The financialization reinforces the unequal distribution of economic returns, squeezing incomes from small farmers and communities, while supporting business models that offer an insufficient supply of healthy and affordable food and an excess supply of food containing high levels of salt, sugar, fat and carbohydrates. In addition, it amplifies corporate lobbying that outsources public health costs, maintains perverse agricultural subsidies, and makes sure that costs incurred by weather and nature do not negatively affect its bottom line.
However, private capital is absolutely necessary to finance the transition of the global food system. We need to take advantage of the enormous financial resources managed on our collective behalf by pension funds, banks and private equity, thus mitigating the dangers of financialization.
In a recent report titled Making Finance Work for Food: Financing the Transition to a Sustainable Food System a description is made outlining the role that global finance can play in the necessary transition. The report, produced in association with the Food System Economics Commission, details four ways financial tools can be used to shape the food systems of the future.
To begin with, financial policies and regulations, reinforced by public and stakeholder activism, should drive the internalization of the costs incurred by nature and climate within the financial decisions made by investors. This change would allow dirty assets to be stopped, accelerate environmentally friendly investments, and trigger a shift in the direction of more nutritious food production.
Second, financial innovations, including combined public and private solutions, are needed to accelerate investment in healthy food produced by climate- and nature-friendly forms of agriculture, thereby reducing costs. Such innovations could include scalable instruments equivalent to the feed-in tariffs, or feed rates, which are a mechanism designed to accelerate investment in renewable energy technologies by offering long-term contracts to producers and which have had a great effect.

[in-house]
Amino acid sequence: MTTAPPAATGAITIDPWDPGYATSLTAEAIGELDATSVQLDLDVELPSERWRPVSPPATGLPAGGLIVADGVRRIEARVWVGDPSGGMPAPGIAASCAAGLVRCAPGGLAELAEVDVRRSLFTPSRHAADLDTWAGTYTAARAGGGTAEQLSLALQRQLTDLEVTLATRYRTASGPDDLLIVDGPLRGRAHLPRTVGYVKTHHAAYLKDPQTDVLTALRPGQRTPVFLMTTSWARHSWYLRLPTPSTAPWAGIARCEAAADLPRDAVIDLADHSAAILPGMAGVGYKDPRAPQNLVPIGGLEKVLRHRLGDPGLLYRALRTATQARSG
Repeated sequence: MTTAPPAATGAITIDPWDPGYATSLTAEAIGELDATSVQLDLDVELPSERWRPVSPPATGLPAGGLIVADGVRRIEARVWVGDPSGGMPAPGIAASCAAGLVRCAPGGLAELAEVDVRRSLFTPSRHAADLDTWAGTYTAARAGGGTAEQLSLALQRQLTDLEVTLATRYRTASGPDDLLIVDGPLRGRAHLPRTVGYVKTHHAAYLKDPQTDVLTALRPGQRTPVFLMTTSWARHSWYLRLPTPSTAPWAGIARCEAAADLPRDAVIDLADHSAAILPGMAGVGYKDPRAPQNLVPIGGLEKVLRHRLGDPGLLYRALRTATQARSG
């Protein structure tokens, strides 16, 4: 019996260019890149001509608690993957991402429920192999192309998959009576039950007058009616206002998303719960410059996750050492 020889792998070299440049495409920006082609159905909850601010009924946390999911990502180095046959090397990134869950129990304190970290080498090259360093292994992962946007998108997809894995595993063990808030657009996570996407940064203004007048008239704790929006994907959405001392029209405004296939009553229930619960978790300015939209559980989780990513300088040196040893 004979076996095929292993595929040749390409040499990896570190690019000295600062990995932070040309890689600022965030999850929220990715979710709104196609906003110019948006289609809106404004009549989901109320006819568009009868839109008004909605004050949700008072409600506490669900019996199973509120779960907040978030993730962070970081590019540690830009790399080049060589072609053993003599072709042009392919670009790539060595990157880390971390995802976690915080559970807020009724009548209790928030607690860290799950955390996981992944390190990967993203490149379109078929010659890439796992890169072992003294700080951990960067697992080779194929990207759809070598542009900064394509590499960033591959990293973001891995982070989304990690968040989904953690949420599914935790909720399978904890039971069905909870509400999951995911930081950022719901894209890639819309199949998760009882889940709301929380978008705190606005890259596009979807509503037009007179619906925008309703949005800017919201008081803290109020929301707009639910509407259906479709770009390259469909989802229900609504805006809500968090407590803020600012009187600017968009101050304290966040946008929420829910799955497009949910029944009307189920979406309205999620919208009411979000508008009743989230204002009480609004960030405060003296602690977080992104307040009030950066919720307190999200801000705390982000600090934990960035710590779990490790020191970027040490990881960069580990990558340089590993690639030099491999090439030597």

Third, public policies and finances are needed to protect and retrain those whose livelihoods would erode during the transition. The goal should be to provide technology, skills development and capital to enable them to own and operate regenerative and soilless forms of food production that are commercially viable.
Lastly, we have to create opportunities to empower citizens, especially by harnessing the power of digitization. As consumers, people can influence by adopting improved and sustainable diets. As investors, pension policy holders, and taxpayers, people can advocate for better use of their money.
Delaying the transition to a more inclusive and sustainable global food system would jeopardize food security, destroy livelihoods and prevent us from achieving environmental goals. We need to overcome resistance not only from those who benefit from current systems, but also from those who seek to protect the vulnerable. Global finance needs to be readjusted and harnessed to finance a swift, sustainable and equitable transition.
Simon Zadek is president of the Finance for Biodiversity Initiative.
Translation from English: Rocío L. Barrientos. Copyright: Project Syndicate, 2021.